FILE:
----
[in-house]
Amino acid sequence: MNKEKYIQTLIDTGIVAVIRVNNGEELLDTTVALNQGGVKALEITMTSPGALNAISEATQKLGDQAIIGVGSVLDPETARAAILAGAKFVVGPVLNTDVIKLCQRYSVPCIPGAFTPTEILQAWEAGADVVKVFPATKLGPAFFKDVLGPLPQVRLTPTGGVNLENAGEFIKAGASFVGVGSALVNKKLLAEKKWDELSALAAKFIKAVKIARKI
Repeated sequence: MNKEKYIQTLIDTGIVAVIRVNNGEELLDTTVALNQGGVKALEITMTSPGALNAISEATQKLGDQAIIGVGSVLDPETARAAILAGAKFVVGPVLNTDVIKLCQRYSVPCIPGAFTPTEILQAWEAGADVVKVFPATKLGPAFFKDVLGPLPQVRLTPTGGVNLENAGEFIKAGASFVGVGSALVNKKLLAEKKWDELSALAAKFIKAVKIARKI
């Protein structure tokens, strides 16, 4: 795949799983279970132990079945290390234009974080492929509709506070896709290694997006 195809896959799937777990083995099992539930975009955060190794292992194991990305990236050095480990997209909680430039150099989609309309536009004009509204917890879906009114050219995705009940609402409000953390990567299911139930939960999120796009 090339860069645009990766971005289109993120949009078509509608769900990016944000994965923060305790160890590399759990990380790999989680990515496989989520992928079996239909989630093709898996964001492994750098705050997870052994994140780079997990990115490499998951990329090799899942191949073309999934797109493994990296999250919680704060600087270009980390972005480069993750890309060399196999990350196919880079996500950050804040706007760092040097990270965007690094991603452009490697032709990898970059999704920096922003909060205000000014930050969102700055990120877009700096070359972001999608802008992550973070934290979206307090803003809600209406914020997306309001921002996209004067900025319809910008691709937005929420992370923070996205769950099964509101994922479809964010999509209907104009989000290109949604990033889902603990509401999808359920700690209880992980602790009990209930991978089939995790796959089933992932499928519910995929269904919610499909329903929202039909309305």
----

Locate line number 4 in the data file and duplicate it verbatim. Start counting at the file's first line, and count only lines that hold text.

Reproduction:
């Protein structure tokens, strides 16, 4: 795949799983279970132990079945290390234009974080492929509709506070896709290694997006 195809896959799937777990083995099992539930975009955060190794292992194991990305990236050095480990997209909680430039150099989609309309536009004009509204917890879906009114050219995705009940609402409000953390990567299911139930939960999120796009 090339860069645009990766971005289109993120949009078509509608769900990016944000994965923060305790160890590399759990990380790999989680990515496989989520992928079996239909989630093709898996964001492994750098705050997870052994994140780079997990990115490499998951990329090799899942191949073309999934797109493994990296999250919680704060600087270009980390972005480069993750890309060399196999990350196919880079996500950050804040706007760092040097990270965007690094991603452009490697032709990898970059999704920096922003909060205000000014930050969102700055990120877009700096070359972001999608802008992550973070934290979206307090803003809600209406914020997306309001921002996209004067900025319809910008691709937005929420992370923070996205769950099964509101994922479809964010999509209907104009989000290109949604990033889902603990509401999808359920700690209880992980602790009990209930991978089939995790796959089933992932499928519910995929269904919610499909329903929202039909309305």